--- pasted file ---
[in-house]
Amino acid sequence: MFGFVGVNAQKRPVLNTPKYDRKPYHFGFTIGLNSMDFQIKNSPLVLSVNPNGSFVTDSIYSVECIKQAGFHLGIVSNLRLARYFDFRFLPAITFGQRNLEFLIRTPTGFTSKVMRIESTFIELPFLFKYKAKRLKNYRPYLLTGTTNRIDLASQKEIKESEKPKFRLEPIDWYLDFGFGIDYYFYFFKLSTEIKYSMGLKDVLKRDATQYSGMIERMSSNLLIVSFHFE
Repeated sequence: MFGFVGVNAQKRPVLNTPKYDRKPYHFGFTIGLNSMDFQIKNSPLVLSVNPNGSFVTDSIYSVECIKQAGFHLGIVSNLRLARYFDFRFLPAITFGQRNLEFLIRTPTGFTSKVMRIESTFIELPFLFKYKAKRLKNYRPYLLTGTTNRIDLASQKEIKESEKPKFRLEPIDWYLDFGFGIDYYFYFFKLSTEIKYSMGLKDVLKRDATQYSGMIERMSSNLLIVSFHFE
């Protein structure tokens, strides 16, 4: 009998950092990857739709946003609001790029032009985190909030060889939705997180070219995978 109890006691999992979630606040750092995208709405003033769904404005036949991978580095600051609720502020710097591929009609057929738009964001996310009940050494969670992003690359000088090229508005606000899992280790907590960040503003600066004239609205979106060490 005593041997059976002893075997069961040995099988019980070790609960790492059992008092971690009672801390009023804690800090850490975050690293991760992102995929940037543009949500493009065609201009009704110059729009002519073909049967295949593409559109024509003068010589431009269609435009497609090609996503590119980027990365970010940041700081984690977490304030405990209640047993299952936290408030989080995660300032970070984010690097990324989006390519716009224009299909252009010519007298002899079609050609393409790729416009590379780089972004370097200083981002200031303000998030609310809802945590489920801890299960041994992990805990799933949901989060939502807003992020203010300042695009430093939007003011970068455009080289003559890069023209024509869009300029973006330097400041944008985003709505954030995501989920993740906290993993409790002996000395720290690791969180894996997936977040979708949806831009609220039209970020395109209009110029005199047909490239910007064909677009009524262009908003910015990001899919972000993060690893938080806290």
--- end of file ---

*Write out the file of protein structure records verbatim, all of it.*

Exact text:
[in-house]
Amino acid sequence: MFGFVGVNAQKRPVLNTPKYDRKPYHFGFTIGLNSMDFQIKNSPLVLSVNPNGSFVTDSIYSVECIKQAGFHLGIVSNLRLARYFDFRFLPAITFGQRNLEFLIRTPTGFTSKVMRIESTFIELPFLFKYKAKRLKNYRPYLLTGTTNRIDLASQKEIKESEKPKFRLEPIDWYLDFGFGIDYYFYFFKLSTEIKYSMGLKDVLKRDATQYSGMIERMSSNLLIVSFHFE
Repeated sequence: MFGFVGVNAQKRPVLNTPKYDRKPYHFGFTIGLNSMDFQIKNSPLVLSVNPNGSFVTDSIYSVECIKQAGFHLGIVSNLRLARYFDFRFLPAITFGQRNLEFLIRTPTGFTSKVMRIESTFIELPFLFKYKAKRLKNYRPYLLTGTTNRIDLASQKEIKESEKPKFRLEPIDWYLDFGFGIDYYFYFFKLSTEIKYSMGLKDVLKRDATQYSGMIERMSSNLLIVSFHFE
């Protein structure tokens, strides 16, 4: 009998950092990857739709946003609001790029032009985190909030060889939705997180070219995978 109890006691999992979630606040750092995208709405003033769904404005036949991978580095600051609720502020710097591929009609057929738009964001996310009940050494969670992003690359000088090229508005606000899992280790907590960040503003600066004239609205979106060490 005593041997059976002893075997069961040995099988019980070790609960790492059992008092971690009672801390009023804690800090850490975050690293991760992102995929940037543009949500493009065609201009009704110059729009002519073909049967295949593409559109024509003068010589431009269609435009497609090609996503590119980027990365970010940041700081984690977490304030405990209640047993299952936290408030989080995660300032970070984010690097990324989006390519716009224009299909252009010519007298002899079609050609393409790729416009590379780089972004370097200083981002200031303000998030609310809802945590489920801890299960041994992990805990799933949901989060939502807003992020203010300042695009430093939007003011970068455009080289003559890069023209024509869009300029973006330097400041944008985003709505954030995501989920993740906290993993409790002996000395720290690791969180894996997936977040979708949806831009609220039209970020395109209009110029005199047909490239910007064909677009009524262009908003910015990001899919972000993060690893938080806290």